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Does it work against COVID-19 or other conditions?



Created by the Healthline experts for Greatist. Read more

Saltwater gargling (SWG) is a simple, safe and cheap DIY remedy for many common throat problems. SWGs have been popular for ages because they work and are accessible to most people.

Usually, people turn to saltwater gargling when they have a sore throat or an annoying little bug like a cold or sinus infection. Many people with allergies or other mild respiratory diseases can also find relief through SWGs.

Even better, SWGs can even prevent allergies and diseases (or at least their symptoms) from getting worse.

Gargling with salt water is almost too easy. You only need two readily available ingredients. You guessed it: salt and water. ( source surprise! ) In a few moments you can open a batch and start the Guggugguggen.

Since SWGs are made from completely natural ingredients, they are generally considered safe for children (under supervision), of course). How effective gargling can be for a specific person or health problems can vary, but there really is no disadvantage if done correctly.

COVID-1
9 (Coronavirus Disease)

Yes, let's address this elephant in the room (the one that hopefully is masked and at least 6 feet away from you). Simply put, gargling with salt water will not prevent or cure this disease. It is not your cold or flu, for sho . So it's time to stop looking at this myth.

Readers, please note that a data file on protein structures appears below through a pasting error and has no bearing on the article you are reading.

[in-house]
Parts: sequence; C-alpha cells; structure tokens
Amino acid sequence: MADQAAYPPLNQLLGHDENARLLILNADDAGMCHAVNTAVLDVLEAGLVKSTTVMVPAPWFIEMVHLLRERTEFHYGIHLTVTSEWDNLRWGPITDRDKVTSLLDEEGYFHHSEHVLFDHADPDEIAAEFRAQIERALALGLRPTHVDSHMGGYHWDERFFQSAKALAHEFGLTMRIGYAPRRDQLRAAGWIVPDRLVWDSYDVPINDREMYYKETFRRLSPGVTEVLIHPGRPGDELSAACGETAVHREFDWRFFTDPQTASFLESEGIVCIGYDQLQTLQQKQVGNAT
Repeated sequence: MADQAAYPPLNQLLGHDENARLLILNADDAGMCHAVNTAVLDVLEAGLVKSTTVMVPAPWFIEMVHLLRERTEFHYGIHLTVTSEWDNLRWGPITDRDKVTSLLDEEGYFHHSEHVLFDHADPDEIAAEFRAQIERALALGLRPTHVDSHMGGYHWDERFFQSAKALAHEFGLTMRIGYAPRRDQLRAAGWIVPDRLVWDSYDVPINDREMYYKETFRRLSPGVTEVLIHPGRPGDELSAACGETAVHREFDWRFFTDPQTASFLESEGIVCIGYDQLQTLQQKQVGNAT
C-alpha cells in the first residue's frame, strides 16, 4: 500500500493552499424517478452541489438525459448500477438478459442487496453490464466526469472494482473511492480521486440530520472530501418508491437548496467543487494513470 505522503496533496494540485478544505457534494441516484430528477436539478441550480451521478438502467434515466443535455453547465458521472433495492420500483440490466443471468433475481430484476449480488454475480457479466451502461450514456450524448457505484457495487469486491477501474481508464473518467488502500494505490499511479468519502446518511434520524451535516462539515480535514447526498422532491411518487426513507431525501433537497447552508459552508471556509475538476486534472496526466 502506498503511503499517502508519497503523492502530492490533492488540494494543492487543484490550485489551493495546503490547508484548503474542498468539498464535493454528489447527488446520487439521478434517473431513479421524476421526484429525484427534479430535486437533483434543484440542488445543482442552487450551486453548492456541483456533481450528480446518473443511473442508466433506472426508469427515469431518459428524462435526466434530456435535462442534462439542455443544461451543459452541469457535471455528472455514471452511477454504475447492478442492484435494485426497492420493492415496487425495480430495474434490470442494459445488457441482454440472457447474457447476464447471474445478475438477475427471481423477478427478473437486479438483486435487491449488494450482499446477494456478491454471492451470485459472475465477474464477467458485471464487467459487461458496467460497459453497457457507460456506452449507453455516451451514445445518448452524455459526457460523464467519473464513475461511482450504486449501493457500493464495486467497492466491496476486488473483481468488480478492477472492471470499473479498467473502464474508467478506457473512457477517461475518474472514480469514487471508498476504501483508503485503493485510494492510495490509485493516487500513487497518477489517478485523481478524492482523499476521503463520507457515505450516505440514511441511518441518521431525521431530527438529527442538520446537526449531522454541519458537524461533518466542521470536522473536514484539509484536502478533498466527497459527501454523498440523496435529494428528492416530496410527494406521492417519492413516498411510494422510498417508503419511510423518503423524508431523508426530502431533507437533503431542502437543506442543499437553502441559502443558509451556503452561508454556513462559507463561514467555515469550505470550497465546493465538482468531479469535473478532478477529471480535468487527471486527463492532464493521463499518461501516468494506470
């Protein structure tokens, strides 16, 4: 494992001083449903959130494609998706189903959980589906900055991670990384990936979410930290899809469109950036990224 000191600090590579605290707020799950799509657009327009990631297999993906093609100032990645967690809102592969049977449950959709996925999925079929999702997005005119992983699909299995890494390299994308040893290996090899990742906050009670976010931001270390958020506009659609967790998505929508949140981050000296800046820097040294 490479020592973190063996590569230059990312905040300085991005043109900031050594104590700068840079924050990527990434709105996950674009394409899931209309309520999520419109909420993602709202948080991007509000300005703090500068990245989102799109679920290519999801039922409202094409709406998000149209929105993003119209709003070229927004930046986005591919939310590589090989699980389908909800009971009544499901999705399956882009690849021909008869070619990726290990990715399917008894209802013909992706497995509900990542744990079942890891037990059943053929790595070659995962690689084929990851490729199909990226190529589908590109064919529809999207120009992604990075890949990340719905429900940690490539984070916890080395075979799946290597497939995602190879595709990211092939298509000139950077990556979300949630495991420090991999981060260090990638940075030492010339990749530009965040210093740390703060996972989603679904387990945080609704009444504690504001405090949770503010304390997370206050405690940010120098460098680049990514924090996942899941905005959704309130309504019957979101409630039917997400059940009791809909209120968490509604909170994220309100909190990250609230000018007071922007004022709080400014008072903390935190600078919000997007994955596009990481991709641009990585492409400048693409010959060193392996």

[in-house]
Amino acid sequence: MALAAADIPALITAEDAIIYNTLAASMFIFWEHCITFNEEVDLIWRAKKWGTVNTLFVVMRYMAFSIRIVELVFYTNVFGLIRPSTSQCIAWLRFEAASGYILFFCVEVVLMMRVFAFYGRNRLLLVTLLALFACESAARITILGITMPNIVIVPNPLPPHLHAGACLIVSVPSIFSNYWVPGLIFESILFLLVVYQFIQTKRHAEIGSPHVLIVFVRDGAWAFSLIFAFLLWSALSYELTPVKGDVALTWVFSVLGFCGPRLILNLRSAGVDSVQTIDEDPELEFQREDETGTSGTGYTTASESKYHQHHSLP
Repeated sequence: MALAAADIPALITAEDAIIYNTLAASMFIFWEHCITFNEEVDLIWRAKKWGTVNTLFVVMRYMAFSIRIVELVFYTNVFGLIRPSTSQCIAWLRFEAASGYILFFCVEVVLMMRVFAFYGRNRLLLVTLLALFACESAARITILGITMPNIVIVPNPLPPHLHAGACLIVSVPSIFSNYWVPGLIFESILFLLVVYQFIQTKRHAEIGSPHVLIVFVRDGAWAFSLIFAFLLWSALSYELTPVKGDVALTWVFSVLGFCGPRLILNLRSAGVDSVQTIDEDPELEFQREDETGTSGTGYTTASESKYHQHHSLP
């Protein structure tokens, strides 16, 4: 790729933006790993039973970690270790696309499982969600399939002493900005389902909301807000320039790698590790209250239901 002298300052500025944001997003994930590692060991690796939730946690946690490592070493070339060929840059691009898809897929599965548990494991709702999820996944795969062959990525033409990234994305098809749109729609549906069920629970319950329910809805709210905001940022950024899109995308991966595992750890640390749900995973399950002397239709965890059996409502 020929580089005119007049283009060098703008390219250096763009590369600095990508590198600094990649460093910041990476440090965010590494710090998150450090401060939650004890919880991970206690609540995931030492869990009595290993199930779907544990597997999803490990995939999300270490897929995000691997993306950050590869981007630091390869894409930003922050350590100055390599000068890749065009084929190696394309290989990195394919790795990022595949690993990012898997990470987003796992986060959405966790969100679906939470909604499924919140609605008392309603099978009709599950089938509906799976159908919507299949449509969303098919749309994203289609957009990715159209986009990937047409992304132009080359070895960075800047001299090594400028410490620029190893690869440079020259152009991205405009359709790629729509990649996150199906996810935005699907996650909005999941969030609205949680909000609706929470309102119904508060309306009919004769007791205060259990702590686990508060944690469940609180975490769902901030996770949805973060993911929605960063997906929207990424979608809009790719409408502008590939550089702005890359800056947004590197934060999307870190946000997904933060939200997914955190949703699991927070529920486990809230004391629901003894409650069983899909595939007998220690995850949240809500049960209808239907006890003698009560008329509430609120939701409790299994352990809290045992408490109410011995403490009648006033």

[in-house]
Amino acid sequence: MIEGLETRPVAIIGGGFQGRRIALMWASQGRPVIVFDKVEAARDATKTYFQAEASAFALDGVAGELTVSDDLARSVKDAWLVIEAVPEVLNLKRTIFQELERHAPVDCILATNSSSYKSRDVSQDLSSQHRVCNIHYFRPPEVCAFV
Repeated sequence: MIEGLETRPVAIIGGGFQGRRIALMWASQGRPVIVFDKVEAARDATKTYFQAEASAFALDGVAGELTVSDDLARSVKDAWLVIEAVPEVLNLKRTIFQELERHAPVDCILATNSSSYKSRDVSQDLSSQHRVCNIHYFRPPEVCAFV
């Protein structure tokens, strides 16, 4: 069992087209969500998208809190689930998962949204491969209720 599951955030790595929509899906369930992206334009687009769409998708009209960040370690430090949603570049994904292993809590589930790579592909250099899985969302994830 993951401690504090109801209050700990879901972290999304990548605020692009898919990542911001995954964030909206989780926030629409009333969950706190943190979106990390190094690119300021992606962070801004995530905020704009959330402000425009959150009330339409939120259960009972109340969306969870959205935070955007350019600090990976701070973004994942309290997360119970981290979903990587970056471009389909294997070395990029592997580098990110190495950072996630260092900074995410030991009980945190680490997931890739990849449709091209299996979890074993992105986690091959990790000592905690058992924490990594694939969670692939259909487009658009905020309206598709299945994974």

According to the World Health Organization, there are "no drugs that are approved for the treatment or prevention of COVID-19". Several sources clearly and definitively state that there is no evidence that gargling with warm, hot, vinegar, and / or salted water affects the new corona virus.

However, a sore throat can be a sign of the disease. Salt rinses can alleviate this symptom and make you feel a little better. So, SWG: still a tool in your entire coronavirus symptoms kit.

Salt water gargles have proven their worth. That is why they have stood the test of time and are still a good choice. People can rest assured that salt water is effective for their minor throat problems.

SWGs are also culturally accepted. Countless studies show that gargling is a widespread oral health treatment. It appears to be particularly popular in Asia and Africa, and among African Americans and older white adults in the United States.

People are attracted to SWGs because they are natural, easily accessible, and effective. (There is a reason why this traditional medicine is persistent!)

The medical community is even investigating how complementary and alternative medicine (CAM) techniques such as saltwater gargling can be incorporated into conventional care plans. A 2015 survey in Pakistan found that 62.8 percent of healthcare providers used CAM approaches to treat sore throats.

All of this background information is fine and good. But why should you consider gargling salt water in your hour of throaty need?

A mountain of evidence suggests that SWGs address certain minor health issues. Salt is a powerful mineral. It contains a double blow that dries out the tissue in your mouth while preventing viruses and bacteria from entering your system.

Here are some ailments that could benefit from a good old gargle:

sore throat or tickling throat

Doctors still recommend gargling with salt water to alleviate some throat problems. While the SWG does not wipe out the pain-causing virus, it can relieve the irritation. And that's something.

SWGs are especially helpful if you have a mild sore throat due to a cold or flu.

Sinus and respiratory tract infections